I recently had the opportunity to catch up with Oskar Holmkratz, who is a daytime AAA game-developer specialized in technical animation. At night-time he puts on his web-development cape to develop MetaGamerScore.com.
Recently, they switched from Heroku to Elastx (powered by Jelastic) and Oskar was kind enough to share the experience.
Tell us about MetaGamerScore.com
We started MetaGamerScore during 2010, with the aim of connecting achievement systems from different gaming platforms. By doing this, their intrinsically perceived value would be boosted through putting them in a greater, persistent context. MetaGamerScore at the time of writing supports 10 different platforms, including Steam, Xbox Live, PlayStation Network, World of Warcraft & theHunter. The first public version was deployed to Heroku in 2010, as this was pretty much the only feasible Ruby cloud provider at the time.
MetaGamerScore currently has 3,100 registered users.
What was the challenge?
MetaGamerScore grew organically, increasing it’s active user count and slowly climbing toward reaching break-even. Before getting there however, the site suddenly started suffering from really bad performance. Loss of performance means lost members – people don’t stay on sites that give 5xx errors. At the time, we had about 100 users that were active daily on the site.
Most of the critically bad performance was due to slow database requests. The first thought is obviously “it’s in the cloud, just add more performance”, but that is not really a viable (or smart) option if you are already loosing money on the application. We spent a lot of time optimizing our queries and improving our indexes and tuning the database – but the site would still go down during European and American peak hours.
The main culprit was the cache, because at any time the data was not in the PostgreSQL cache, it was very slow to fetch it on the largest (and most accessed) table; even with optimized indexes. Basically, what it means is that, on AWS, to get great performance, you have to have a database cache equal to the size of the active dataset. The next two tiers in database cost (with increased caches), was x4 and x15 times more costly than the current one, and we didn’t even know if either would have solved our problem – definitely not in the long run as our database is growing fast.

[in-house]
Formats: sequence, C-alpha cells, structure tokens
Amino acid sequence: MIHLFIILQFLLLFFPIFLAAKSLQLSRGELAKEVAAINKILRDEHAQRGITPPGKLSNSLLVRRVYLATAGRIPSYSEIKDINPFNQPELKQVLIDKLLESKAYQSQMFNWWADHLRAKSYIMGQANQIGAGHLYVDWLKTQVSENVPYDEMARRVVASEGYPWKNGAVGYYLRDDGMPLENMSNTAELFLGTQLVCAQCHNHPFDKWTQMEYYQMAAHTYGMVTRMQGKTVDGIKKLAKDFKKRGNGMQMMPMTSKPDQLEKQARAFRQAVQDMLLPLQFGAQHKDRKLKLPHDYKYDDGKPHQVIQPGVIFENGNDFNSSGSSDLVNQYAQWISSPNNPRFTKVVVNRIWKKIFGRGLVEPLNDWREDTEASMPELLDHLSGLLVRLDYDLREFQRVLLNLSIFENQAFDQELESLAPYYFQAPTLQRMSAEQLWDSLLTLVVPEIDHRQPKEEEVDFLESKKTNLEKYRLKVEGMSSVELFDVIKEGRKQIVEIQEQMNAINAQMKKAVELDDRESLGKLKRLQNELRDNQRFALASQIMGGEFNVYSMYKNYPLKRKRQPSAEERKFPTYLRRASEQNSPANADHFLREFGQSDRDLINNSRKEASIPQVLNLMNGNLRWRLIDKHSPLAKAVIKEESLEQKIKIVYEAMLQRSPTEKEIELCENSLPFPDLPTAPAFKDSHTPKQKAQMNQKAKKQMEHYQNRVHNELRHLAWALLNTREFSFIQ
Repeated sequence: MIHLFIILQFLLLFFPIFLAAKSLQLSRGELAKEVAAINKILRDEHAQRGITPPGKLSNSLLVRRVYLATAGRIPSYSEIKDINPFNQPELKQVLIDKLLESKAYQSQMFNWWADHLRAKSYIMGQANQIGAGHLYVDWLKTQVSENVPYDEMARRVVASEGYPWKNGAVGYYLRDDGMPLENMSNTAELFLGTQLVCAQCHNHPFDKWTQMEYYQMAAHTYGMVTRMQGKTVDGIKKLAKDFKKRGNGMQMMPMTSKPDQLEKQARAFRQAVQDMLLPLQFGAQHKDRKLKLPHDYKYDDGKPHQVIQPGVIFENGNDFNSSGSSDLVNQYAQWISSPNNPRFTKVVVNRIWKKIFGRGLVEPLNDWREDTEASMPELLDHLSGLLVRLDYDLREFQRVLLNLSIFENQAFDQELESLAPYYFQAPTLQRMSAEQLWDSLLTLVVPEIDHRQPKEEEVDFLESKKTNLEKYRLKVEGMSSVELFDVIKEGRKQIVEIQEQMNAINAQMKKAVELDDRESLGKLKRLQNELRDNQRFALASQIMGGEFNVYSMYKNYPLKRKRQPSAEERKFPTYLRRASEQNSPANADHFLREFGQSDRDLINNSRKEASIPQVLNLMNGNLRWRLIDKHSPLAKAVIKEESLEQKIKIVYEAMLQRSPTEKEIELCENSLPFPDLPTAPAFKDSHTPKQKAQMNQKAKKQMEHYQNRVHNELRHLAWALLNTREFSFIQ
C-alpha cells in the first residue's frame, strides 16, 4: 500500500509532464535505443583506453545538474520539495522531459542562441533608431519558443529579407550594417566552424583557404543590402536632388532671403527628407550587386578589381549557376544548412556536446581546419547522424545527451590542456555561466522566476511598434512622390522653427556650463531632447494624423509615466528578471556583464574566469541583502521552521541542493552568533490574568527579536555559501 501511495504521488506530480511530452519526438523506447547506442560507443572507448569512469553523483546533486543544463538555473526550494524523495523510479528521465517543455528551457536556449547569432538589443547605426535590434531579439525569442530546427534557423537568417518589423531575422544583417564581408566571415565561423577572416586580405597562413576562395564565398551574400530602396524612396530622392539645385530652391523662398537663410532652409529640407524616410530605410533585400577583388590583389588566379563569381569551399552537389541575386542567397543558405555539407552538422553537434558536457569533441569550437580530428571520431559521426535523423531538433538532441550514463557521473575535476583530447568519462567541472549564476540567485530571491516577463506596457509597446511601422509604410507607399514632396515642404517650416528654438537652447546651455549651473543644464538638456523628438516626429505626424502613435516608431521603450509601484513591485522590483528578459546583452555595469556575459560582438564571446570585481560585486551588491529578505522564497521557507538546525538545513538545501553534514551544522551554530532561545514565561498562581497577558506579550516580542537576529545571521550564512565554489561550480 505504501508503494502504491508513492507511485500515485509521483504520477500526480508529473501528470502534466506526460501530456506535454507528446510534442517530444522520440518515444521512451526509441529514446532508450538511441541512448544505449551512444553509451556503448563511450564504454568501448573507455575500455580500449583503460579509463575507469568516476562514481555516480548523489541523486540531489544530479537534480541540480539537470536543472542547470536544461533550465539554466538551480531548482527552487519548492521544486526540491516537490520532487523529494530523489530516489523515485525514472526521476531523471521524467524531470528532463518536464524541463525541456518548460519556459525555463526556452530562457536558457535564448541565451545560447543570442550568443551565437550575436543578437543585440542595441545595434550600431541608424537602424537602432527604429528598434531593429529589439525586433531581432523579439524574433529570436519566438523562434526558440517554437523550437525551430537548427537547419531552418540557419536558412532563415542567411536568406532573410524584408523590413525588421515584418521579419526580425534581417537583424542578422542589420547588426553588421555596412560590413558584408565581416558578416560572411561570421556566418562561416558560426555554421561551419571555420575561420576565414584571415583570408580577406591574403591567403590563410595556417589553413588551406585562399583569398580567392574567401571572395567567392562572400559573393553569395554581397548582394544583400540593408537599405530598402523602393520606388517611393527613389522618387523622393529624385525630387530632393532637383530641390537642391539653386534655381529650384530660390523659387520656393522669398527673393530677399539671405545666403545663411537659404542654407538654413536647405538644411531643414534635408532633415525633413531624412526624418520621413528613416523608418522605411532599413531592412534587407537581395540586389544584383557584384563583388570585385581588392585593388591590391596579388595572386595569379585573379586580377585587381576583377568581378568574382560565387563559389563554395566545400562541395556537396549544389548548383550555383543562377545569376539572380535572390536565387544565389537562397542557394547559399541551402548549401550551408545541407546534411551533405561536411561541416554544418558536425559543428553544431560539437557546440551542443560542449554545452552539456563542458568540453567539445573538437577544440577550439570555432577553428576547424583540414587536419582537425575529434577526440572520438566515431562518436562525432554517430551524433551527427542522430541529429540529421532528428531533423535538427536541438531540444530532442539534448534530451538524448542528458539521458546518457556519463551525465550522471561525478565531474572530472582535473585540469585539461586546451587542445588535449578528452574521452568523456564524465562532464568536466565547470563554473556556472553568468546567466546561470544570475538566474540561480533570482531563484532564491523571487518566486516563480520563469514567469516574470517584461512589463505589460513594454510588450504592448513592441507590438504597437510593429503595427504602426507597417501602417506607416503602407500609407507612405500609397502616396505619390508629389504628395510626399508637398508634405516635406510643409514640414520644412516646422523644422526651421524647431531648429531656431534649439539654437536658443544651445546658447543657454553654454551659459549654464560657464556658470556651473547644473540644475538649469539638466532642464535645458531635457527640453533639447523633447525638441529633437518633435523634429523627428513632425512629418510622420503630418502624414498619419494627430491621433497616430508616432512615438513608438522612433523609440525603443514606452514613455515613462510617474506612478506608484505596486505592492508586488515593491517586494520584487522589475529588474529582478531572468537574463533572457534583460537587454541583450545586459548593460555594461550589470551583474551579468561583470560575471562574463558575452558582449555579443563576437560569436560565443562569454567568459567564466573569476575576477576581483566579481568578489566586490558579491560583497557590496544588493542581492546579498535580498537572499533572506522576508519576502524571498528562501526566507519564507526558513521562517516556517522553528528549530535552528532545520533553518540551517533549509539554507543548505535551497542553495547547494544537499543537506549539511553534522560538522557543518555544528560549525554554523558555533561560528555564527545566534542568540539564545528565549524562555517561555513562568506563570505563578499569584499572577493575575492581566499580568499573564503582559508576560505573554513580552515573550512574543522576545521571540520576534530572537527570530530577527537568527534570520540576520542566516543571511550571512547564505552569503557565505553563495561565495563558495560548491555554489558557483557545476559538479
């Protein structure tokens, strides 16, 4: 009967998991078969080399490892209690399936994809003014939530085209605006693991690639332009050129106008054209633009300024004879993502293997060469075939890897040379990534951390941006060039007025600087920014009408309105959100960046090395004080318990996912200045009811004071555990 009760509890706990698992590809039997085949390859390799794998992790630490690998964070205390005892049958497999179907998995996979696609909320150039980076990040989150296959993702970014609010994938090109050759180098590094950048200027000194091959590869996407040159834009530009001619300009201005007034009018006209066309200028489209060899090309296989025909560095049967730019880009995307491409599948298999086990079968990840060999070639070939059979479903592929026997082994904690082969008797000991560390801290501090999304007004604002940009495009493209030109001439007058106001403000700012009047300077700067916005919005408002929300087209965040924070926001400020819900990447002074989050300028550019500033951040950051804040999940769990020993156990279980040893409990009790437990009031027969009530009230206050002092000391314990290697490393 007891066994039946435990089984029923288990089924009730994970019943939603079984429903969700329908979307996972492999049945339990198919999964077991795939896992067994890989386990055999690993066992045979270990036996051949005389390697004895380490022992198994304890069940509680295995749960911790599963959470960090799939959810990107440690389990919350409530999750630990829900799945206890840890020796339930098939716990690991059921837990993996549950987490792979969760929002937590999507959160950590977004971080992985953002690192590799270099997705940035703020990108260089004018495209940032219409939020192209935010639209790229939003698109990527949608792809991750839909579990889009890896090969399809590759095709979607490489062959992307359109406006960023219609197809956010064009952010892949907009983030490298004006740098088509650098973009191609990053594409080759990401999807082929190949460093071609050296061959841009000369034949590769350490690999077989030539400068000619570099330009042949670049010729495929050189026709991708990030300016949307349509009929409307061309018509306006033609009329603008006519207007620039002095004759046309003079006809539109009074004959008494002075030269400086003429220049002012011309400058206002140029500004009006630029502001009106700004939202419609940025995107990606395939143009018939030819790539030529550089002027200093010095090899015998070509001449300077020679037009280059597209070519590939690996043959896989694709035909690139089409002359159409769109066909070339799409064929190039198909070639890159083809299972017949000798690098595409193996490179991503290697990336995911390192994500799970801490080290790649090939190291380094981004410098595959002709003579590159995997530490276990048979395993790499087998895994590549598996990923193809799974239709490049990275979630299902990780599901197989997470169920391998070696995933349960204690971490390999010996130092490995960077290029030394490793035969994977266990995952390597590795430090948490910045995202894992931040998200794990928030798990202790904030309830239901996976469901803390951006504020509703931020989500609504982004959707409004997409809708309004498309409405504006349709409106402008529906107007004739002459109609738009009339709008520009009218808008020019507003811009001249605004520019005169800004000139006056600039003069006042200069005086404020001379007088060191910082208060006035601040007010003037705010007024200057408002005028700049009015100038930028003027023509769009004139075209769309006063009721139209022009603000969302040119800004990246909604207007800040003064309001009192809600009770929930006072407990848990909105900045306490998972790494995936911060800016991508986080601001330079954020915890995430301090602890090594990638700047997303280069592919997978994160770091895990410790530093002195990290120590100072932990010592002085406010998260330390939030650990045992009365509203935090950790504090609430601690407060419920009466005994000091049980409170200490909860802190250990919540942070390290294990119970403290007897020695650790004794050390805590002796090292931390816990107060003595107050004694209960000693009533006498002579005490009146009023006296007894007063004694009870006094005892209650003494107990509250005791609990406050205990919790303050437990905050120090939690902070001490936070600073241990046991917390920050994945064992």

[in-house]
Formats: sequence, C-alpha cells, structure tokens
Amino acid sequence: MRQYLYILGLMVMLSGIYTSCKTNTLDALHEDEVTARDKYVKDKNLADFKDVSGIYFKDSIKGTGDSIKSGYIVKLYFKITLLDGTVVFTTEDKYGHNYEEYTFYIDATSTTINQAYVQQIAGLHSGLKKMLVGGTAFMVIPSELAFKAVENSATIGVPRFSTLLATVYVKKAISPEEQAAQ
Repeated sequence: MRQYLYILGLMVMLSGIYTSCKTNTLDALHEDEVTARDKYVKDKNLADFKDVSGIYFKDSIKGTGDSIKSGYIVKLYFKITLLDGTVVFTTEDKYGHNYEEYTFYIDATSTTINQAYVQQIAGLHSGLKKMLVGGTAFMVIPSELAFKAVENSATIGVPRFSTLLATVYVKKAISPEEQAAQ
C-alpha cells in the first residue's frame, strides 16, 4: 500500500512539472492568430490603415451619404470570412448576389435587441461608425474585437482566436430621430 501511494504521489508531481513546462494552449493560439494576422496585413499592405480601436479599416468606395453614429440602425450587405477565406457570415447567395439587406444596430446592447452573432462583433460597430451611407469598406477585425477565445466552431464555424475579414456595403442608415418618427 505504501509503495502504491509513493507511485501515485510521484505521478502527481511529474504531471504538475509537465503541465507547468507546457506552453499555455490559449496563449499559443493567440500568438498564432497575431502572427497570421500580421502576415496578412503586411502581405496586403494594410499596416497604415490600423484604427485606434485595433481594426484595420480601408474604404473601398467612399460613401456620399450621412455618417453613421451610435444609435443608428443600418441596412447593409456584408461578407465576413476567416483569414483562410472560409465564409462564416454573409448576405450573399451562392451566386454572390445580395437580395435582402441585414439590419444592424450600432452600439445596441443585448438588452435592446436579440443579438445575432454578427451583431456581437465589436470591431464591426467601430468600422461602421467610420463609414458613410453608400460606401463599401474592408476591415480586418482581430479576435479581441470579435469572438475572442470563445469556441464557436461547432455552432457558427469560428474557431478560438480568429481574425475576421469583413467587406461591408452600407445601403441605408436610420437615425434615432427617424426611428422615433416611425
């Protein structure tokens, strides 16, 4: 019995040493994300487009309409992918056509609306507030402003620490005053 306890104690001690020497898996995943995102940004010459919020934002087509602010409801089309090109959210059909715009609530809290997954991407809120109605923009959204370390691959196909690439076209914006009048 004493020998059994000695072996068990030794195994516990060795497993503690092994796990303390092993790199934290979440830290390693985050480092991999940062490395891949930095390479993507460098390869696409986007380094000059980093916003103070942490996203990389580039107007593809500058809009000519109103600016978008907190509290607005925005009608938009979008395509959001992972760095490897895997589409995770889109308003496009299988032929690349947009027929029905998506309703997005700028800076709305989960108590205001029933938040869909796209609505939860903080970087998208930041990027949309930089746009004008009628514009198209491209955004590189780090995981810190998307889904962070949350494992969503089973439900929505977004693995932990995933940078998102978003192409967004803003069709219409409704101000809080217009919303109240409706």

Simply put: on Heroku, cost scaled much faster than income for us – it was time to find something else.
What was the solution?
My friend Martin, one of the co-founders of the site, had seen a demo by Elastx at SHRUG (Stockholm Ruby User Group), and thought the concept sounded interesting. I also remembered that I had seen a video some time back of the Jelastic concept; but at that time it was Java only. Researching it further, I discovered that Elastx was using SSD drives for database storage, which made me believe that it would behave better when the data wasn’t cached. The vertical scaling sounded mostly like a bonus in my initial analysis, but now after deployment I know how invaluable the feature is for handling peak traffic.
How have you set up your environment?
We currently have NGINX at 1/1, application at 3/10 and PostgreSQL at 4/10. (reserved vs scaling).
What were the results when you switched from Heroku to Elastx?
Before the switch, the bad performance caused a total drop of about 50% of active users daily. After the switch, site usage is now rising again. We are no longer hard-locked on data being cached to obtain high performance, which means we are very confident that the database node will scale very well into the future. Most of the load on the database comes from our backend parsing/data-crunching thread. The web node adapts very well with the vertical scaling, spawning new Phusion Passenger instances to respond to requests during peak hours.
We were now also able to upgrade to Ruby 2.0 for a slighter increased performance.
Can you share the numbers measured with New Relic?
- Database worst-case: From 127s to 2.5s.
- Database median call during normal load: From 400ms to 150ms.
- Number of faulty requests due to database time-outs: from ~5% (ranging between 0% during low-peak and 100% during high-peak) to 0%.
- Average total page load-time: From 2s (only including requests that didn’t time-out) to 255ms.
What is the cost difference?
These numbers are based on current usage, the numbers are approximate since it adapts dynamically. It is quite difficult to compare the two since the pricing models differ.
Database price: up ~30%. (Compared with up 400% or up 1500% that would have been needed to keep the site on Heroku).
Total price difference for web-node and background process: currently similar. (But Elastx powered by Jelastic has less incline on the cost-curve, so it will scale better. Heroku has 1 dyno for free, and at approximately 3 total dynos the Elastx pricing model seems to be winning.).
All in all, a ~25% increase in cost for a massive increase in performance.
And finally, what are the highlights of using the platform?
- The SSD drives for database storage – makes uncached requests immensely faster. Speed of cached requests will depend more on the size of your vertical scaling.
- Vertical scaling makes sure you only pay for the performance you need when you need it (i.e. during peak hours).
- Great experience from Elastx support department – answers questions really really fast and knowledgeable.
- No special plugins with magic and injecting things into your code – it becomes a more straightforward standard Ruby server.
- Ruby 2.0 support, for us mainly for the performance increase
Below are some pictures, mostly taken from my New Relic dashboard, that show some smooth sailing for MetaGamerScore on the Elastx servers. Unfortunately, I don’t have any pictures from before the switch.
New Relic Response Times:
PostgreSQL CPU Usage:
Browser Load Times: